Mix design and binder content are critical to mix performance. Binder content that is too low for a given mix does not provide enough “glue” to bind the aggregate together. This can become a problem with a good mix design if the characteristics of the aggregate change, particularly if the aggregate becomes more absorbent. Asphalt cement that is absorbed into the aggregate is not effective. Envision a sponge soaking up water; the water is present but cannot be used unless it is squeezed out of the sponge. Sufficient water needs to be added until the sponge is saturated before water will move freely about the surface of the sponge. A similar behavior occurs when aggregate absorbs asphalt cement. A specific quantity of asphalt cement is absorbed by the aggregate and is not effective in bonding aggregate particles together. The quantity of binder in the mix must exceed the absorbed amount (saturate the aggregate) in sufficient quantity to provide free asphalt cement to bind the aggregate particles together. It should be noted that mix quality problems arise with too high of a binder content as well. Care should be taken to stay within the recommended limits provided in the mix design.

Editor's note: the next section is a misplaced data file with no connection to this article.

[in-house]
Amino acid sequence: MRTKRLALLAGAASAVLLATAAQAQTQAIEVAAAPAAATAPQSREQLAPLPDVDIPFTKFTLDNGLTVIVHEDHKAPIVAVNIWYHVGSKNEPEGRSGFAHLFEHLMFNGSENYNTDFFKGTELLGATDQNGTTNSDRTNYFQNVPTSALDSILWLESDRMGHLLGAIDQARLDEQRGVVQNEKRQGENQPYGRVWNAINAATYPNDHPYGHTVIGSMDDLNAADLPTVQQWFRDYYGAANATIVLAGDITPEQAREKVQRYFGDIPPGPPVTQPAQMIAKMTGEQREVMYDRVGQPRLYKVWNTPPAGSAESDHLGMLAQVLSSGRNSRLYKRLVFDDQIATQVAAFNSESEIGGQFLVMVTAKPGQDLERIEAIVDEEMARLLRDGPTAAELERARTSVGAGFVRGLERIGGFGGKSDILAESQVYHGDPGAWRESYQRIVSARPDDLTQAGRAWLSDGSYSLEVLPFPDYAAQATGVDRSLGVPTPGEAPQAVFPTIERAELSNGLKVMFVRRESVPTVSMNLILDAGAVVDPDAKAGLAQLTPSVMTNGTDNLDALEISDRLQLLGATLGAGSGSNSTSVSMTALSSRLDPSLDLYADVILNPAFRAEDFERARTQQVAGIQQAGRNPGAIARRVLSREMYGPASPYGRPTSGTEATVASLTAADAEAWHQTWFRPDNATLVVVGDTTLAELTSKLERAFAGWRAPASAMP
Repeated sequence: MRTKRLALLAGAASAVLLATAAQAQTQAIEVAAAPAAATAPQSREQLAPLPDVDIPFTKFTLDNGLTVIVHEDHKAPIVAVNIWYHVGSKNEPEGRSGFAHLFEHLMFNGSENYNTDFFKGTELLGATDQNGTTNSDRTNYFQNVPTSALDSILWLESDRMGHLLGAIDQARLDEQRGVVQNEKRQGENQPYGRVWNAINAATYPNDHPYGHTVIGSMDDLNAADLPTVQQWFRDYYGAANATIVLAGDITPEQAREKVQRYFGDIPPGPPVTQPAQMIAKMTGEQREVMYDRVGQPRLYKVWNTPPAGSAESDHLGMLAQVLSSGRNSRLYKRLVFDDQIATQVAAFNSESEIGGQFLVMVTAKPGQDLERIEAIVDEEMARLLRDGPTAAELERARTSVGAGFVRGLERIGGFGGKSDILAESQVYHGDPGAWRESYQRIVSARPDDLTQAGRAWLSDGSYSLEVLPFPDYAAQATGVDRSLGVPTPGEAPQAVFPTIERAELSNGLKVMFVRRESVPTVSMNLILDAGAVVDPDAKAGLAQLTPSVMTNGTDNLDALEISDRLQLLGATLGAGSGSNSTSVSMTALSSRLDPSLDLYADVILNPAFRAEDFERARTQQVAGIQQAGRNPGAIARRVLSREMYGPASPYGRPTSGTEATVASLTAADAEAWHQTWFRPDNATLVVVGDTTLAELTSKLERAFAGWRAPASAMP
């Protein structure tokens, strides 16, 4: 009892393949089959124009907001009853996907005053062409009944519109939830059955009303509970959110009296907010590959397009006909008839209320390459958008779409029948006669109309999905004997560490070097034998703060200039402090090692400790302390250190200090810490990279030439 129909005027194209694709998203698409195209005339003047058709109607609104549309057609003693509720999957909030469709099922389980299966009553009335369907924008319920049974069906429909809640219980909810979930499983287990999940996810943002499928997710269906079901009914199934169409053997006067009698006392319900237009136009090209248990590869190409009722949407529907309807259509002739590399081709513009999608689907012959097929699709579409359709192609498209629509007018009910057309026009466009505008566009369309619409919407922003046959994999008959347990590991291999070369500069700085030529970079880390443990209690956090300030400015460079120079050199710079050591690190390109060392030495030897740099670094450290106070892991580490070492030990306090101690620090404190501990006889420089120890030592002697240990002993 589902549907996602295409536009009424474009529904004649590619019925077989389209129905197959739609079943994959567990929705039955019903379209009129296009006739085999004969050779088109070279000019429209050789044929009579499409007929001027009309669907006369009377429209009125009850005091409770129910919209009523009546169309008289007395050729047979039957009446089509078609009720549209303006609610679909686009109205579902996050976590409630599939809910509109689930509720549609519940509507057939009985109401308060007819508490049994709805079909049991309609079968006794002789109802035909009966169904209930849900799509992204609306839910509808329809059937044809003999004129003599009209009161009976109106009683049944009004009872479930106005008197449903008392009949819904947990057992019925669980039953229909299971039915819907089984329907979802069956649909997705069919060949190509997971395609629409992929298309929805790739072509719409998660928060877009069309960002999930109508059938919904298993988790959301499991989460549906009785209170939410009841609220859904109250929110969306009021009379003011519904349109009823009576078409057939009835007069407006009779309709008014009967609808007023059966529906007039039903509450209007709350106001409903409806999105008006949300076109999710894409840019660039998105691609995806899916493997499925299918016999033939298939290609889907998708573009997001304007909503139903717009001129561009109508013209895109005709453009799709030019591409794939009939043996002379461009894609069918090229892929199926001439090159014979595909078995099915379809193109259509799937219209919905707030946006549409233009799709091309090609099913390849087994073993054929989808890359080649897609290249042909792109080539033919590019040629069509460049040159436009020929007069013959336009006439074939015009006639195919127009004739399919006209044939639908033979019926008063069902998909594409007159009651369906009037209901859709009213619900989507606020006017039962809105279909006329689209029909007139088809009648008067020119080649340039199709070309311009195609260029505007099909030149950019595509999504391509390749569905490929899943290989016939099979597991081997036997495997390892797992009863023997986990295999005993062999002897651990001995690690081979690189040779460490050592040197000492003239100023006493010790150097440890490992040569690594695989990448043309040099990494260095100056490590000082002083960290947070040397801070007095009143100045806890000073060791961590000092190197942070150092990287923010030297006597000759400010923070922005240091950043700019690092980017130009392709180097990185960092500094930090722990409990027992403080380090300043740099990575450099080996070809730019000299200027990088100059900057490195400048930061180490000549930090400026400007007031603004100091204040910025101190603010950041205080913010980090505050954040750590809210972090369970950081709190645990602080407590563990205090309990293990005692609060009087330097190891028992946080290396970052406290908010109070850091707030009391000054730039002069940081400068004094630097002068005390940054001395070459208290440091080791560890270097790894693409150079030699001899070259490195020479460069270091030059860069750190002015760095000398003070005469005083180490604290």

The cleanliness of the aggregate is very critical in mitigating raveling. Dirty aggregates coated with dust or fines create a barrier to direct contact (bonding) between the asphalt cement and the aggregate. The weakest portion of the resulting aggregate-dust-asphalt bond is the aggregate-dust adhesion. After several repetitions of the physical forces of traffic loading, the forces of adhesion holding the dust to the aggregate will break, and dislodging of the aggregate from the pavement mass will occur. An excess amount of dust or fines also has the potential to absorb a high percentage of asphalt cement, lowering the effective asphalt content of the mix, leading to binder content problems outlined earlier.

Finally, the plant mixing temperature is critical. Asphalt binders that are heated too high, typically over 330°F, will become “age-hardened” and lose their maximum effectiveness as a binder. The active bonding ingredients, or “volatiles,” in the asphalt cement are burned off, resulting in a much weaker binder. Extreme care should be taken by plant operators to maintain consistent mix temperatures that do not exceed the recommended mixing temperature for the grade of asphalt binder being used.